Brexit: Is there a second referendum

Brexit: Is there a second referendum


Why is Corbyn suddenly putting on a second referendum?

For a long time, Labor leader Jeremy Corbyn has resisted a second Brexit referendum and has instead called for new elections. On Monday, he said that a “harmful Tory Brexit based on Theresa May’s majority rejected a deal” must be prevented. Above all, Corbyn’s change of heart should have a reason for it: the deputies – and also the voters – run away from him. Last week, eight members of the House of Commons had already announced that they would leave the Labor Party and form, with three former Tory MPs, an “Independent Group” to support a second referendum. They justified their move with anti-Semitism in the party, as well as the Brexit course of Corbyn. In polls for The Times, the Independent Group has now reached 18 percent, while Labor has slumped to 23 percent, making the game of new elections for Corbyn a political suicide. Also expected within the Labor Party with further withdrawals should Corbyn, who is considered disguised Brexiteer, not relent.

Why should there be a new referendum?

As soon as the first referendum was held, there were already calls for a new vote. Among other things, the rationale was that many did not know what they voted for and that the Brexit advocates had deceived voters with unfair promises. Another argument for a new vote is that even after two and a half years, Parliament has not taken a step further. There is still no majority for May’s Brexit deal in Parliament, and it is still unclear what an EU exit should look like. A second referendum, so the hope could break the stalemate.

Who is everything for a second referendum?

Even if the Brexit negotiations are not optimistic, there is still great skepticism about a new referendum. According to the survey institute ComRes, a clear majority of all surveyed Britons, around 53 percent, are in favor of respecting the 2016 referendum result. And if there is another referendum, 48 percent refuse to allow it to remain in the EU as an option.

Even pro-European MPs argue that the people’s will must be respected and that another referendum will only strengthen disenchantment with politics. After all, you can not let the people vote until you get the result especially since the voter turnout at 72 percent in the 2016 referendum was exceptionally high. In the lower house, itself are proponents of a new referendum in the minority. According to the Guardian, about 25 Labor MPs are strongly opposed to a new referendum. Even if the other members of the party as well as representatives of the Liberals, the Scottish National Party and the “Independent Group” join them, that is not enough to push through a new referendum in the lower house. While there are also some Tory MPs who can imagine a referendum again, this is likely to be less than ten.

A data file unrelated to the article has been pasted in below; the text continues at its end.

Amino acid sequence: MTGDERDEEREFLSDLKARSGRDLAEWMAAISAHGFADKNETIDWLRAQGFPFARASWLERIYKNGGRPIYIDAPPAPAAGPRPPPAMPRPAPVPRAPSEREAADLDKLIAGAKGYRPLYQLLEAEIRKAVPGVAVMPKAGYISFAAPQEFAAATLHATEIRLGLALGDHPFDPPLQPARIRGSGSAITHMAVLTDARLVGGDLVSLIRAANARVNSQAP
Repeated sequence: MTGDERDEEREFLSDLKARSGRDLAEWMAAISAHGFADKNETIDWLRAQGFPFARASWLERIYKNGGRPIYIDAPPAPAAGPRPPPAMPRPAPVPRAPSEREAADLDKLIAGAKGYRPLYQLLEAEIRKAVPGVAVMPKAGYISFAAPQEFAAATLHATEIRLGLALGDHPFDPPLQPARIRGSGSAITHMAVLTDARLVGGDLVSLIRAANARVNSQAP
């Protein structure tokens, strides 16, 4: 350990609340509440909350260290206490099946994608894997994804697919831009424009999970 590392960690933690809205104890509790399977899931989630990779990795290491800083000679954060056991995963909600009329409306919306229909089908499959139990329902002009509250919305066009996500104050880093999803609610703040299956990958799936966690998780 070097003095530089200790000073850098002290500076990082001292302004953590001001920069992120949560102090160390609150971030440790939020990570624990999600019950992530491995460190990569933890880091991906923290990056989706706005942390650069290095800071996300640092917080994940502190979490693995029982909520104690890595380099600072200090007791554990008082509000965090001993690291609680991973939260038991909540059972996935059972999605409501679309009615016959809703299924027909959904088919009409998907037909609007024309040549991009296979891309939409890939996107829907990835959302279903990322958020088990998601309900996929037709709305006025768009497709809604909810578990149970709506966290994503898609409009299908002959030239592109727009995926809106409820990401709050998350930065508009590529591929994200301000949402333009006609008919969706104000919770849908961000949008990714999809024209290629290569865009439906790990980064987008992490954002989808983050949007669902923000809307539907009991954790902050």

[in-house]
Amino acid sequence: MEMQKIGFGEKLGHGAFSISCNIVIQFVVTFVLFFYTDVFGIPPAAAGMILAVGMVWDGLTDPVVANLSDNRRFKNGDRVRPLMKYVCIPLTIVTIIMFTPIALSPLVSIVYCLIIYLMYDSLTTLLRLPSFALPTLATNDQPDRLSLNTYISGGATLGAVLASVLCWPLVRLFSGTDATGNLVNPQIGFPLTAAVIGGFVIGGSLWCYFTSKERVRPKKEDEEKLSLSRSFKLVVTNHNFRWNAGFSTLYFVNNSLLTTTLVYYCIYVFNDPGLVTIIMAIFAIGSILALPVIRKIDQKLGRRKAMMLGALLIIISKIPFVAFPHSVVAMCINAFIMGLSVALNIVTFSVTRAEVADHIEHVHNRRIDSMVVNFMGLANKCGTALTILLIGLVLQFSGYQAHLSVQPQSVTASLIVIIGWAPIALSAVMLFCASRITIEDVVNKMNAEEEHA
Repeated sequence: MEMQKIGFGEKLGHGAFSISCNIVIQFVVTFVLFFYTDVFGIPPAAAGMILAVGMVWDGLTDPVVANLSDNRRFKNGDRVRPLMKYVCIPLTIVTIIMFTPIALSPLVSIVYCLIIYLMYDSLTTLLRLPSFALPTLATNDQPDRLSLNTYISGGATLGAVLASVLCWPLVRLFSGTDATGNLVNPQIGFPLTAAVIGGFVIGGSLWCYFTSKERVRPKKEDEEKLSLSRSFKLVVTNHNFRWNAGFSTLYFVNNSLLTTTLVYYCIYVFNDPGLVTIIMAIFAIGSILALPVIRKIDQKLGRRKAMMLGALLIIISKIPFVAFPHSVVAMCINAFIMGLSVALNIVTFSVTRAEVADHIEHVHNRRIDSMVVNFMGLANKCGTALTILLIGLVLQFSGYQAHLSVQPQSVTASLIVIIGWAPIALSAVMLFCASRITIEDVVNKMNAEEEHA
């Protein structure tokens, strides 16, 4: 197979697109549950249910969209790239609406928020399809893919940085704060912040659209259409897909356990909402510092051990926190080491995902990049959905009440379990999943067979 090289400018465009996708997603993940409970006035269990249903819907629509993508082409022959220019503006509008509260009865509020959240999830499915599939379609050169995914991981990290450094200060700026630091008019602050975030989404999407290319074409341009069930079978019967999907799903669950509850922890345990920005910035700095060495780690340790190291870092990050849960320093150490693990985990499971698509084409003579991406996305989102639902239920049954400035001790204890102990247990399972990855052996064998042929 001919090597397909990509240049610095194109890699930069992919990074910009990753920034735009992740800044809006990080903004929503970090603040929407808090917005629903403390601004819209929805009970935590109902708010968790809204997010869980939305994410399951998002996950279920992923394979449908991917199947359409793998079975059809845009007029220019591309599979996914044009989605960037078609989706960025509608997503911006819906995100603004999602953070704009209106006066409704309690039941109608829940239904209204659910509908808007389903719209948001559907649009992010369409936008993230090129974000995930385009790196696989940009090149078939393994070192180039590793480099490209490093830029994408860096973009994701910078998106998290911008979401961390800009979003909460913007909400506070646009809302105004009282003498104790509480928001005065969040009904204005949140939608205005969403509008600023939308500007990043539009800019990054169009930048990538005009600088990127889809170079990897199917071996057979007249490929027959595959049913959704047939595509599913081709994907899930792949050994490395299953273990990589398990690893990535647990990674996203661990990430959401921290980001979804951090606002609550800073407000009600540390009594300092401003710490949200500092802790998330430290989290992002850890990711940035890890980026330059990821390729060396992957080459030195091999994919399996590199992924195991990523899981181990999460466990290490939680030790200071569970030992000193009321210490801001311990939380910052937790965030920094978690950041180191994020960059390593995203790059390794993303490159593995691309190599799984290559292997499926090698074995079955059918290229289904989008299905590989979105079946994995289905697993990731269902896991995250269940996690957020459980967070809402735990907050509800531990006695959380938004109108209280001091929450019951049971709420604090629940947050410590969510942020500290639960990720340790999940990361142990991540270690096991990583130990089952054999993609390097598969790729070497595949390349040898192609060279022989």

How does it go from here?

As Corbyn has announced, Labor will either submit its own motion for a new referendum in Parliament or support a similar motion from other political groups. When is still unclear. On Wednesday, his party wants first to try to enforce its own request for a strong relationship with the EU. Labor will in future rely on a customs union with the EU, border controls between Ireland and Northern Ireland and also the controversial backstop would be unnecessary. However, in view of the majority situation, it is unlikely that Corbyn will get through his petition in Parliament.

What’s the process of a new referendum?

If, nevertheless, a majority vote for a new referendum, it would be much more complicated than new elections. According to University College London, 22 weeks of preparation are needed and would be possible in August at the earliest. Not only would Britain have to postpone its planned withdrawal date on 29 March, but all EU countries would have to agree to that. In addition, Great Britain would in all likelihood still have to take part in the European elections, which are scheduled for the end of May. However, it is quite possible that Brussels will also give in on this point. Finally, for the remaining EU countries, a no-deal Brexit, in which the UK now seems to be slipping into, is also a catastrophic scenario.

What is being voted on?

A problem of a new referendum is above all the lack of clarity about what should actually be voted on. Finally, the June 2016 vote on whether the Kingdom should remain a member of the European Union did not provide any assurance as to what Brexit should look like and thus contributed significantly to the current helplessness.

It would be conceivable to have the British vote on two options each (a no deal and the deal of the government, the deal and a stay in the EU or a no deal and a stay in the EU). However, either the choice of Brexiteers or the EU advocates would be restricted. That’s why University College London brings another possibility into play: voters should be able to vote on all three options (deal, no-deal, and stay in the EU), and then have to tick their preferences.

How likely is a victory for EU supporters?

The outcome of a new referendum is anything but certain. As cynical as it sounds, the demographic factor certainly plays a role in this question. Some older Britons, most of whom supported Brexit, have died away since 2016. For this, younger ones have moved on, who are in principle rather EU-friendly and who this time may – in contrast to three years ago – also recognize the importance of the topic and go to the polls. According to NatCen Social Research, 45 percent would vote for remaining in the EU, and 41 percent would vote for Brexit. However, it is clear at the latest since the last referendum: Poll results are anything but meaningful. Even shortly before the vote in June 2016, they saw the EU supporters in the majority. As you know, everything turned out quite differently.